Programmers launch new bill-tracking site

Bradlee Chang and Grant Vergottini built much of the state’s free bill-tracking system. Now, the two San Diego-area programmers have ventured out on their own, hoping to find their niche in the world of paid bill tracking in Sacramento.

Since 2005, Chang and Vergottini’s company, Xcential, has contracted with the Legislative Counsel’s office to help reformat the Leginfo Web site, which is used by thousands of visitors interested in tracking current and past California legislative information.

“We publish the bills, the chaptered bills, the amended bills,” says Chang. “If you look on Leginfo’s homepage, we’ve built all the documents you find there. From 2005 on, all the data you see there came through our system.”

While Chang says his compa ny still does some contract work for Legislative Counsel, he and his partner are launching a new bill tracking site, LegisWeb. The site, which can be found at, is currently free to anyone looking to track and manage a portfolio of California legislative information including bills and code changes.

Chang says he and Vergottini are programmers first and foremost, but working in the world of bill tracking has given them an understanding of the legislative process, and the kinds of information professionals need to monitor state legislative and regulatory information.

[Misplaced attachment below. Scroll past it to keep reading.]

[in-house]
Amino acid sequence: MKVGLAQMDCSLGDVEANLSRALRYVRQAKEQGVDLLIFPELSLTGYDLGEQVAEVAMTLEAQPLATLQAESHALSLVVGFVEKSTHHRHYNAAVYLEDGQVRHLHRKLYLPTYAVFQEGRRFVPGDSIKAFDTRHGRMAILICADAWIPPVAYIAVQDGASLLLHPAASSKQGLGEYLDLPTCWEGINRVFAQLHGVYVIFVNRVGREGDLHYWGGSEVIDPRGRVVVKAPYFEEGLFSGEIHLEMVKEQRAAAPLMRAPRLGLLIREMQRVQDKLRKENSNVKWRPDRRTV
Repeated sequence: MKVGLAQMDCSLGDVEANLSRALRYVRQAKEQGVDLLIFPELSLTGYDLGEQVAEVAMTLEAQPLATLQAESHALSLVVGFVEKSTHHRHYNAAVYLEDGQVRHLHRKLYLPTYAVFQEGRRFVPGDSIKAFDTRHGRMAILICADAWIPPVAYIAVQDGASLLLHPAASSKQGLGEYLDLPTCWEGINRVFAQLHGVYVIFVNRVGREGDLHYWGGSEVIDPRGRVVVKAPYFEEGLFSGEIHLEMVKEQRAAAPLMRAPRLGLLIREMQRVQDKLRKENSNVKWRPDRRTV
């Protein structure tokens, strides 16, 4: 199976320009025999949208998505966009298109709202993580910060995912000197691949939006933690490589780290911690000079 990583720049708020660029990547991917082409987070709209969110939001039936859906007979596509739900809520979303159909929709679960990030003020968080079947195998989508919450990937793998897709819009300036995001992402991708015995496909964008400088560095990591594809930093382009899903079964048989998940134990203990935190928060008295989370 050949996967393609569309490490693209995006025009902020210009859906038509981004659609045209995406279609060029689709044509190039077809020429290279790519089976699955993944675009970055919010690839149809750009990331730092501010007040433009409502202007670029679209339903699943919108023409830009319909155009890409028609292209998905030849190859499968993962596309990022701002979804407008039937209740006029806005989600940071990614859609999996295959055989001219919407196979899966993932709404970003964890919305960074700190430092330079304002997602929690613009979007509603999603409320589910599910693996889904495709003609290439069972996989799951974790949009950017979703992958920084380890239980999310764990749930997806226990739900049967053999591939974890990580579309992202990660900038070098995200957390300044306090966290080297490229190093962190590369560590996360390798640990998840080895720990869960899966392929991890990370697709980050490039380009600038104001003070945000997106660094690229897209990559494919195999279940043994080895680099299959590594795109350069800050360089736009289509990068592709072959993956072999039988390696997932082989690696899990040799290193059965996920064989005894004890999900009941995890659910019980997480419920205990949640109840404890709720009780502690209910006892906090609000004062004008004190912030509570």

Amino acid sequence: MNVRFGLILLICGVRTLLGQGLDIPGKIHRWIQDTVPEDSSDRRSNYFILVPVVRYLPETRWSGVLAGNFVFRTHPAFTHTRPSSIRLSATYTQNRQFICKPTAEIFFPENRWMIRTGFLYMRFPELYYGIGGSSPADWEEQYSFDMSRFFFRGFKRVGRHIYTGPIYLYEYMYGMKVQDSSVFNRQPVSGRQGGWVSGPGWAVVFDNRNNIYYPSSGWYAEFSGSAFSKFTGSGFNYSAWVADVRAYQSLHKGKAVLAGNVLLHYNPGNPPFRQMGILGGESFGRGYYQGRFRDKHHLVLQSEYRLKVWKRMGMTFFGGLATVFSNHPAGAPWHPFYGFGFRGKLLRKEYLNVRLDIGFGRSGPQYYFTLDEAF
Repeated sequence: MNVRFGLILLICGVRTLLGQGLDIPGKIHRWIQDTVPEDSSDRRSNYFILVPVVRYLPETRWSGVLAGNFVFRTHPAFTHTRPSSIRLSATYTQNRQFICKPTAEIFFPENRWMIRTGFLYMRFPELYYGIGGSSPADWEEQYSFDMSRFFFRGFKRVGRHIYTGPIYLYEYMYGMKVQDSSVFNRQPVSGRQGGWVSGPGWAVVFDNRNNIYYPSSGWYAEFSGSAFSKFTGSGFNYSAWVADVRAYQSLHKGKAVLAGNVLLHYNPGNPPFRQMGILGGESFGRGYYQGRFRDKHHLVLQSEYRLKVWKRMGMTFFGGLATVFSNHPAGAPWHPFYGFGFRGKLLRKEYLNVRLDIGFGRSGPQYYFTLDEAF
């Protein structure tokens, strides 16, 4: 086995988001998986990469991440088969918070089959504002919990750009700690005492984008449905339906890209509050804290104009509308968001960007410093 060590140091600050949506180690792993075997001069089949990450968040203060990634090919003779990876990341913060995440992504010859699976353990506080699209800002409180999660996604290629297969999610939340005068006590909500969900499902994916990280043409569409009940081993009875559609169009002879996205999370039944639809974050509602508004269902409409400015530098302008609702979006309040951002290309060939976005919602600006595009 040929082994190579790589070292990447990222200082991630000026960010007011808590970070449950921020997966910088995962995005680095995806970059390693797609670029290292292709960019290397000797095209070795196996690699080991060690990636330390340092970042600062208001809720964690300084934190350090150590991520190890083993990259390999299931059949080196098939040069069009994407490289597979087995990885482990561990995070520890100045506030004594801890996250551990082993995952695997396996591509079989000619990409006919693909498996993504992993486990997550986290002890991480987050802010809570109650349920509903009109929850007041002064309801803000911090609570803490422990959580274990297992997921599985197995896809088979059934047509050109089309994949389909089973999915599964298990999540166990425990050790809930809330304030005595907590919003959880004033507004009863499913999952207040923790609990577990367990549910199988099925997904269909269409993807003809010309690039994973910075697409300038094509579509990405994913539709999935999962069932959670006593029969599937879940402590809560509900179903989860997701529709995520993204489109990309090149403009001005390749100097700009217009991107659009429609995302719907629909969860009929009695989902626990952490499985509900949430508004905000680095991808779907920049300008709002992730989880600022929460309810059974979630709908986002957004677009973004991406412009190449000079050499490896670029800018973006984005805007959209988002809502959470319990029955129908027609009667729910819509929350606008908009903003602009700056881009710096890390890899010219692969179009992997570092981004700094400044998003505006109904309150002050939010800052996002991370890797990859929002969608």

“Working for leg council gave us the understanding of the process and the technology required,” he said. “We got to see how it worked, and that it could be done so much better.”

In essence, LegisWeb signifies a fundamental shift in Xcential’s business model. Instead of receiving a contract from the bill authors, the Legislative Counsel, they will now try to generate revenue from the readers–the political and business insiders who need to closely monitor the Legislature’s activity.
“There will be one author of a document, but you could have thousands of readers,” said Chang. “If you can capture some value on the reading side. We were looking for a bigger market.”

Chang also says he saw shortcomings, not only in the free service offered on, but also with paid bill tracking services like Capitol Track.
Unlike other bill tracking services, LegisWeb is designed to help readers compare multiple versions of bills side by side. Readers can call up a bill and see all the different amendments and changes that have been made to the bill at once.

“The whole idea is to further this integration of the content, allowing users to get from one piece to the other, and to be able to see quickly how these bills or codes have changed.”

Chang says he also helps LegisWeb will become a place where interested parties can offer comments on current legislation.

“We didn’t see any place for people to gather and discuss and build a community around legislation,” he says. “We’ve just added a public comment area for bills. It’s sort of a Web 2.0 model applied to bill tracking. I don’t know if we’ll be able to make any money at it, but we think it’s exciting to get the public involved in it.

And, he said, the pace of state government ultimately made it frustrating for Chang and Vergottini’s entrepreneurial ambitions.

“I wasn’t happening fast enough,” he says of the changes he hoped to make at leginfo. “So we decided to do it ourselves.”

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